make the music sound right for the movie. Very often you can't write exactly
what you would like. It's very much dictated by what you're looking at.
There are so many extra-musical factors that play an important role.
JK: But in your scores there are still a lot of musical colors
that are very David Newman, no matter if it's a comedy or a science-fiction
DN: I'm glad to hear that, but when you are imagining yourself,
what you do and what you compose, it's sometimes very hard to see and hear
how your music affects others. It's much easier to look at somebody from
the outside. I'm not sure where all of my trademarks come from. A lot of
it has to do with the movies that one does. Maybe some of the movies that
you do early on in your career have an effect on where you end up, because
you tend to get asked to do similar films, later on. But there are also
a lot of examples of people's careers taking a completely different turn.
Like Jerry Goldsmith, or Elmer Bernstein for example. They have been able,
in the large picture, to reinvent themselves. I really admire that in a
film composer. I think that my father had that ability.
JK: You've been associated with a lot of pop-oriented comedies
for which you've composed some interesting music, but unfortunately those
scores are often not properly appreciated. Would you like to score more
dramatic or serious pictures?
DN: Yeah, definitely. What I love the most in music is the dramatic,
sweeping and epic type of tapestry. That's much more my nature than doing
pop comedies. But to tell you the truth, the thing I like to do most is
to work on movies that I think are good. I really think there are not many
good movies. I would say about 70% of all Hollywood movies are in some
form or another, pop-oriented comedies. So very often you don't have the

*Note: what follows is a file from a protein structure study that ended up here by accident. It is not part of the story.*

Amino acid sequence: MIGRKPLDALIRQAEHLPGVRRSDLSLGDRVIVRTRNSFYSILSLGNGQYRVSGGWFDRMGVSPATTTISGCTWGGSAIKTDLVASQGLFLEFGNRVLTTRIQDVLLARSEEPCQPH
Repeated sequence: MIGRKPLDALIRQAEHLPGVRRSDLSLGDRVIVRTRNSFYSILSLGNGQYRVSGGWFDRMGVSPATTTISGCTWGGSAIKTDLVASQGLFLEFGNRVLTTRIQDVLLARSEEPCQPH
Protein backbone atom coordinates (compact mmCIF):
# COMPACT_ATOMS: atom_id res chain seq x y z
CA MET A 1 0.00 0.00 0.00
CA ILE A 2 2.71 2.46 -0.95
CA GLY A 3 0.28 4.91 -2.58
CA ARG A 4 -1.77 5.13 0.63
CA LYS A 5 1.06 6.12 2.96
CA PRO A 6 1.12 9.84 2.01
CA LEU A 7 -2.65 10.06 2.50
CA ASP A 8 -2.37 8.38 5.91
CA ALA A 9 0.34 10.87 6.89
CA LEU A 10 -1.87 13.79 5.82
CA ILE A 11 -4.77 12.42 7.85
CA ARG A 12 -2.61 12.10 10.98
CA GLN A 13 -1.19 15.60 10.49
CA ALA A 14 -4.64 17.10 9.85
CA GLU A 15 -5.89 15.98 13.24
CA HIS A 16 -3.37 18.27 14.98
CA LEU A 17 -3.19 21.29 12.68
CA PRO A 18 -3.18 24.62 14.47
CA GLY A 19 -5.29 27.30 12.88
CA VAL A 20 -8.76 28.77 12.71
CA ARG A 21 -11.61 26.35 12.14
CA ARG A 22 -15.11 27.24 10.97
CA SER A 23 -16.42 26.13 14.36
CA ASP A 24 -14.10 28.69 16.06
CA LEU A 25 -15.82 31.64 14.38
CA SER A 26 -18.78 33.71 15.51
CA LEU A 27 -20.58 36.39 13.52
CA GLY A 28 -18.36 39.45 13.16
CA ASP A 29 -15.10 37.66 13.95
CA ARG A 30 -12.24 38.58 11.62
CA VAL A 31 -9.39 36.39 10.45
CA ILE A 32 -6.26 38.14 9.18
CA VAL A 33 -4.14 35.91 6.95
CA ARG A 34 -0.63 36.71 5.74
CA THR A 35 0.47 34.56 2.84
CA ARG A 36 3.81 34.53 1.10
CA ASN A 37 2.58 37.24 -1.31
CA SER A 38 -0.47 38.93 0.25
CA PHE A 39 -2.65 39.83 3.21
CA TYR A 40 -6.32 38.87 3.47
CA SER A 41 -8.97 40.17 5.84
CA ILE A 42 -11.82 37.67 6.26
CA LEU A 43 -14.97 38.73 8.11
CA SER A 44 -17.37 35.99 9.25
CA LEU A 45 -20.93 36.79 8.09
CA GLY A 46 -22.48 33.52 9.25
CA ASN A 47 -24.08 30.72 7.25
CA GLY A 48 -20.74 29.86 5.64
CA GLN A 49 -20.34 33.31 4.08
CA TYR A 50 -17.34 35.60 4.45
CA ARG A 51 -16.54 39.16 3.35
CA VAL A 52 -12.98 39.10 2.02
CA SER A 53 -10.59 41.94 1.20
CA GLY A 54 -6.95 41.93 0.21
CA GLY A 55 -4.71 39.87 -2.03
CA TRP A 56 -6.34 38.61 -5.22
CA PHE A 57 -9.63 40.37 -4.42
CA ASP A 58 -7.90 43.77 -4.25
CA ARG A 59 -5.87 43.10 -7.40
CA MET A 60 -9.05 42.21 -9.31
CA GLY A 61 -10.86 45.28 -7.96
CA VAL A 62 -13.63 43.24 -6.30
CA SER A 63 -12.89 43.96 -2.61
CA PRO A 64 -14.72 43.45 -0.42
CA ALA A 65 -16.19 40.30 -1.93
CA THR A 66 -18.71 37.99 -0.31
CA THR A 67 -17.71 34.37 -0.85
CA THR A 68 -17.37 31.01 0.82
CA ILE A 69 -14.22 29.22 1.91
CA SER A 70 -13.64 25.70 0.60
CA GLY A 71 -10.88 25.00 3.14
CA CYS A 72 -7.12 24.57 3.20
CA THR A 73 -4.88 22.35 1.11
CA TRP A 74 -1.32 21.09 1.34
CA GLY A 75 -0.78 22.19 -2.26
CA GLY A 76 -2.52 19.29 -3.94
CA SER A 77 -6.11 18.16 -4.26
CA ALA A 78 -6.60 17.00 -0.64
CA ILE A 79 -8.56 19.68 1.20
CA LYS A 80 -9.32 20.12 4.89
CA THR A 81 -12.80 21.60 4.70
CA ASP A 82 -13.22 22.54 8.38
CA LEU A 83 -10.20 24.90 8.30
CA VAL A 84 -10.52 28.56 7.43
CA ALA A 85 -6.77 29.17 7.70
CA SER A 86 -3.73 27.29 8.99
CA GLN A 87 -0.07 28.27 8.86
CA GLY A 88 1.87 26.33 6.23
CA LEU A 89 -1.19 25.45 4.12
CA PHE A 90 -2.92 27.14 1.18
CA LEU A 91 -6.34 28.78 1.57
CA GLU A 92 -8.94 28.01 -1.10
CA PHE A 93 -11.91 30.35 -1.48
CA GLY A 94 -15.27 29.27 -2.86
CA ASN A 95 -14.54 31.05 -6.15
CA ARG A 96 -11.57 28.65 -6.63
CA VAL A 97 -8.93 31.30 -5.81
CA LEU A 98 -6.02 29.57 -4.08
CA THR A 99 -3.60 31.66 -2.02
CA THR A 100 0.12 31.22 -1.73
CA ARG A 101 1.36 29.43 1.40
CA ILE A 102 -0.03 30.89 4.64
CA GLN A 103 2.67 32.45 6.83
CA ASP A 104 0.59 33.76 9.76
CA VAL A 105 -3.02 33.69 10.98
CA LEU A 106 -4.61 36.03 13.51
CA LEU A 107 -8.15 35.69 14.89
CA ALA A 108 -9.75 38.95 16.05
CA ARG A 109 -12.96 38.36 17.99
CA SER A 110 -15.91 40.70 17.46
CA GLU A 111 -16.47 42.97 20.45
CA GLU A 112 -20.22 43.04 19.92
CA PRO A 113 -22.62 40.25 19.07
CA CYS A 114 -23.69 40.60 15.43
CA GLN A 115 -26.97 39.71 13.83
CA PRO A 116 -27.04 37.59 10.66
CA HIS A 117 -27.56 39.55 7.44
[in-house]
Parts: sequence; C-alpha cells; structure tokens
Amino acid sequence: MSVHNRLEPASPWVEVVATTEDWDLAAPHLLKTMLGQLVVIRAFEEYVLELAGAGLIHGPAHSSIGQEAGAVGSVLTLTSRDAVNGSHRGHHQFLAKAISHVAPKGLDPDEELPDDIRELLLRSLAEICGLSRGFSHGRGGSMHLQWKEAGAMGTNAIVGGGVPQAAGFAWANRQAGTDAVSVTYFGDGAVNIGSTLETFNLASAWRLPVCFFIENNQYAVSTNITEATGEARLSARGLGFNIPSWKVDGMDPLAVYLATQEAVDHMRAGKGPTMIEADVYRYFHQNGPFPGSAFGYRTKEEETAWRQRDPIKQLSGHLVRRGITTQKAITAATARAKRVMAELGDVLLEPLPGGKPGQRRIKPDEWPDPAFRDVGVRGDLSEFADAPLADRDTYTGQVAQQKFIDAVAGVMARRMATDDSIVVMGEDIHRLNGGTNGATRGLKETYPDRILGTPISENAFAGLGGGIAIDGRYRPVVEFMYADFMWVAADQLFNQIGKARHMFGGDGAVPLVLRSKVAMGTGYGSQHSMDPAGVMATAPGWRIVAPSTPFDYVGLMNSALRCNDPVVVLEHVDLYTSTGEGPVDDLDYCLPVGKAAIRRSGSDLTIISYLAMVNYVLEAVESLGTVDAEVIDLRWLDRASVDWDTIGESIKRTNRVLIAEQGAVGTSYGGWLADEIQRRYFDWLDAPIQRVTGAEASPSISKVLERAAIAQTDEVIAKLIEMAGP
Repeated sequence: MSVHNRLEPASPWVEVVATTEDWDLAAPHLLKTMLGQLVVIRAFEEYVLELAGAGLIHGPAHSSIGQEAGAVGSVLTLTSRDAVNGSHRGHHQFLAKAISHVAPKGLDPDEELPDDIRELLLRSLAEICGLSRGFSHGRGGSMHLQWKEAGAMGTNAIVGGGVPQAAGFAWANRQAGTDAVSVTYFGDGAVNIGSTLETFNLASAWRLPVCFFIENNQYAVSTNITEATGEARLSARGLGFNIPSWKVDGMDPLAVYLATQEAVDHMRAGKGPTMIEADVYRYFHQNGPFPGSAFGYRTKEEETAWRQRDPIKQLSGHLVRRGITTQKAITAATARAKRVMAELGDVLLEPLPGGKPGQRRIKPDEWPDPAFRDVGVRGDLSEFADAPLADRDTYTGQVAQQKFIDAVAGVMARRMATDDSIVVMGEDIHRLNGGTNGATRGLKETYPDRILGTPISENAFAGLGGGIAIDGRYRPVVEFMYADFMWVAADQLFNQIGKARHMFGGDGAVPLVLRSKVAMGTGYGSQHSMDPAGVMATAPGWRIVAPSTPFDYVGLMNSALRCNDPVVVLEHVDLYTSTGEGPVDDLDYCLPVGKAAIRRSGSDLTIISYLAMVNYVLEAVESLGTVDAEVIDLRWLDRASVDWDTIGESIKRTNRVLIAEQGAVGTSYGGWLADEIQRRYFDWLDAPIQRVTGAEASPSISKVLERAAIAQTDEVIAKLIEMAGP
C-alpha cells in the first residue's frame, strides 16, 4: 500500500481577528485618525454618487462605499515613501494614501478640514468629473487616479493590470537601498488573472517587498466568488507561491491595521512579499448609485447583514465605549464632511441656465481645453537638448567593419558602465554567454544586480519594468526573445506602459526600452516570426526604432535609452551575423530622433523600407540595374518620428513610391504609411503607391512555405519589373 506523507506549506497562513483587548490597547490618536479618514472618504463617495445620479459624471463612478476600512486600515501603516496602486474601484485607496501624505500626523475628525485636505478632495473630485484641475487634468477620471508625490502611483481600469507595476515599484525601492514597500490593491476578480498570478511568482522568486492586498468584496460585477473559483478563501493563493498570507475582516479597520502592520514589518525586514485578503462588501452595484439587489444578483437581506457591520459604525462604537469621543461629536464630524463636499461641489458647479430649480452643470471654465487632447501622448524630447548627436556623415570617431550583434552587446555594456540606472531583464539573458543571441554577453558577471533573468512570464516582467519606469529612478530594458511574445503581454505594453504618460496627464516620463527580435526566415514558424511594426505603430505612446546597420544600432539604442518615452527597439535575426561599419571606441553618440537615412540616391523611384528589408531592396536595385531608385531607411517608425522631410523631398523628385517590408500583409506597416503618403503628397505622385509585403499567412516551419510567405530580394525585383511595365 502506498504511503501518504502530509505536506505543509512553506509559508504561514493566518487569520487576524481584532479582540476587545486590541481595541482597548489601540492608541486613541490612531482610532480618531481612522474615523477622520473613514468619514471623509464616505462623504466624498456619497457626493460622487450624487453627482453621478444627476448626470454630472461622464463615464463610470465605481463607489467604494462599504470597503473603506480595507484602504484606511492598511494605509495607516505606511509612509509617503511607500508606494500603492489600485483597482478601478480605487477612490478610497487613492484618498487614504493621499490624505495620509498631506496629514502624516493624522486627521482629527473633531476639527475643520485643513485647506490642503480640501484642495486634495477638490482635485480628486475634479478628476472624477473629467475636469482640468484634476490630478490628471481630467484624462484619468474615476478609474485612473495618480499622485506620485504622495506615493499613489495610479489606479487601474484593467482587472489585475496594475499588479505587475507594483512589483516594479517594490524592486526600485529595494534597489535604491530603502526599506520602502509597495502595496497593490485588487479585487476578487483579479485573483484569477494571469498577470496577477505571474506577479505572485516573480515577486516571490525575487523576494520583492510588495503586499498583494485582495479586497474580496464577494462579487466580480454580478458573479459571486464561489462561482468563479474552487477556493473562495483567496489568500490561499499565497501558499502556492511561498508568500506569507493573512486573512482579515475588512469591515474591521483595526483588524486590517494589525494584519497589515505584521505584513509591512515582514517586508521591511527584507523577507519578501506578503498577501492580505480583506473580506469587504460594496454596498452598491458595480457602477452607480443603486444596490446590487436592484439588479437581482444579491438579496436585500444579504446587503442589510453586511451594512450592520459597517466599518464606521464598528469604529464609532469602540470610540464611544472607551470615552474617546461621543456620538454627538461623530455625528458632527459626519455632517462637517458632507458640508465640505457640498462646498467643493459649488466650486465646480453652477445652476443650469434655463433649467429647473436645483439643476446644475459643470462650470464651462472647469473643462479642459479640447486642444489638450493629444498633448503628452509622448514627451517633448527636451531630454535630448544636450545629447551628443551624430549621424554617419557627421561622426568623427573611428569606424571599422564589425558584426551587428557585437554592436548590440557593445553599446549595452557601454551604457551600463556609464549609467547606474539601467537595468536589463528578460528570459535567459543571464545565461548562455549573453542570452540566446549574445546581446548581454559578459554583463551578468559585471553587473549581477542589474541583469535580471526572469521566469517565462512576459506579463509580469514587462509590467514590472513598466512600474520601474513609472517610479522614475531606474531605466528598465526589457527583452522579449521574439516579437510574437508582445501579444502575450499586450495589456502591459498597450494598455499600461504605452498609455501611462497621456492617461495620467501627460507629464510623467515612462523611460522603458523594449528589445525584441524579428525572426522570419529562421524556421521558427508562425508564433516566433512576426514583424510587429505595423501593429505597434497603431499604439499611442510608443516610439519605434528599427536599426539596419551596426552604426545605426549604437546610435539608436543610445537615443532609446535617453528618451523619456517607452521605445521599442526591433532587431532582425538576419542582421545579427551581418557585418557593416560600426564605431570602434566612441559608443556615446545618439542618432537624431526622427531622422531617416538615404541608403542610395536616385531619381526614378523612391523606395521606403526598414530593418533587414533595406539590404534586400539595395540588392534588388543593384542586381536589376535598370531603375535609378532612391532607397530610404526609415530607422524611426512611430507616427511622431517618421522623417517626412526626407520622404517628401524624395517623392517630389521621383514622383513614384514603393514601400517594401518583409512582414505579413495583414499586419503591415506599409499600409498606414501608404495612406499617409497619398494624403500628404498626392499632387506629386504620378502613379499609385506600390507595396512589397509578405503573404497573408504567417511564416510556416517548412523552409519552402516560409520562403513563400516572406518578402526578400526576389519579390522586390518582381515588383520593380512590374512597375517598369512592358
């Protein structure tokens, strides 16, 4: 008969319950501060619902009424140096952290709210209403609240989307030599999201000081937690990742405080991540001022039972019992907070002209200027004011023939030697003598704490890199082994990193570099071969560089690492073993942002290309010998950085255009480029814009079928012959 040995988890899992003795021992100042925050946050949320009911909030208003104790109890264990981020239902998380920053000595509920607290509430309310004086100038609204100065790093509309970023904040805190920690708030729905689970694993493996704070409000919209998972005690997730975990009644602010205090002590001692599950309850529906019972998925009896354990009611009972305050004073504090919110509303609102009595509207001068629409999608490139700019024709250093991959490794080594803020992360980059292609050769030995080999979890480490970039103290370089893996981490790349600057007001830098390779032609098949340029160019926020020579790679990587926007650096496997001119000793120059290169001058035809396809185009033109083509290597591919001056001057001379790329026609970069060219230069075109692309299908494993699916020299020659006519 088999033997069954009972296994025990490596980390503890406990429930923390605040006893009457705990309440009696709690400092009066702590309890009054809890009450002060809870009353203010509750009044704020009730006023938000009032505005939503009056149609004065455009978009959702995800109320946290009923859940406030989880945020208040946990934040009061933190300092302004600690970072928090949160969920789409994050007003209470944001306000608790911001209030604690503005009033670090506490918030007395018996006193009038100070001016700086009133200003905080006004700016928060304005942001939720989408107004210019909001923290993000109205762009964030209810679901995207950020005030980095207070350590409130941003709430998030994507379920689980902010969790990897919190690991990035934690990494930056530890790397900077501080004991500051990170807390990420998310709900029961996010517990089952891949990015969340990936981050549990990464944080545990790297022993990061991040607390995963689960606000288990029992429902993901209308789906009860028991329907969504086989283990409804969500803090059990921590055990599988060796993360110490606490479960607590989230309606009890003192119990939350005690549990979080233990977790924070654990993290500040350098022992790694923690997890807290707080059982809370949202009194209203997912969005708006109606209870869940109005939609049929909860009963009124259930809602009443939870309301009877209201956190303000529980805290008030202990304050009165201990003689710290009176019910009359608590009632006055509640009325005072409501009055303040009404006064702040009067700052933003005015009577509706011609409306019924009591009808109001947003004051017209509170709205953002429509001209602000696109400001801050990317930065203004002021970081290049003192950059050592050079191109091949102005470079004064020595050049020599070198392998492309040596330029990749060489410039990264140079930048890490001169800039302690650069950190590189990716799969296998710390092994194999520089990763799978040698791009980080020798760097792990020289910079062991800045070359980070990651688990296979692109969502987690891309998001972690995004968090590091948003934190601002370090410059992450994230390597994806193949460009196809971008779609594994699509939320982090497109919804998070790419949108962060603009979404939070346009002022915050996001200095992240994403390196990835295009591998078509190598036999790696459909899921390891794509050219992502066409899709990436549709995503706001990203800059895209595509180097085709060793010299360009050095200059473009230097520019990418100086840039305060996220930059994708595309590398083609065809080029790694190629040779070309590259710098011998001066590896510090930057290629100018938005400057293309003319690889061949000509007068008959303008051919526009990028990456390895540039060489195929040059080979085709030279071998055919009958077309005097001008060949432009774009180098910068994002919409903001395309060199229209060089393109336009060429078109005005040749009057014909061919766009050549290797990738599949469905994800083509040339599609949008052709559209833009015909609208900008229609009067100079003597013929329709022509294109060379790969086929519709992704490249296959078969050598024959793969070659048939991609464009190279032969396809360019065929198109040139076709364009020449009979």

choice, but yeah, I'd much rather do drama. But it also depends on what
kind of comedy it is. For example I really enjoyed working on Matilda
last year. I had a great time; even though it was time-consuming and
difficult, I loved working on that. I loved looking at that movie over
and over again which is really the litmus test. I also loved working on
The Nutty Professor last year, which was a big pop comedy. It was
a struggle but I still had a nice time on that. Then I got to do an action
adventure last year called The Phantom, which I really enjoyed because
it was a change of pace. The director is a very good friend of mine. We
[Newman and Simon Wincer] have now done 2 movies together and I think I
have done good work on both of those films.
JK: Talking about your comedies: Your sometimes wild and inventive
compositional style fits those perfectly, like Madhouse, Meet
the Applegates or Throw Momma from the Train. Do you like those
kinds of comedies, and does a composer have to be a funny person to create
such funny music?
DN: I don't know if the composer has to be a funny person. Again
it's hard to tell. I really like Meet the Applegates. Michael Lehman
directed that movie right after Heathers. I thought it was really
a good film. Or just look at the DeVito movies. They are always very interesting
with great kind of twists. Generally when a movie is good, your music ends
up being better.
JK: I absolutely agree. But in my opinion there is one exception:
David Newman. You've scored some marvelous music for less than great pictures.
I can't watch Firebirds or Little Monsters, but I just love
DN: That's very kind of you to say. Coming back to your original
question, I don't think you necessarily have to be a funny person, as in
a stand up comedian, to write music for comedies. I mean everybody must
have some sense of humor somewhere in them somewhere. But I'm also very
serious about music. The older I get, the more I find there is to learn
about music. I adore studying, and listening to good music and good performances.
We go to the opera as often as possible, as much as there is here in Los
Angeles. But I would have to say that I also have a pretty good sense of
humor. I'm not always a serious person.
To be continued in the next Lost Issue...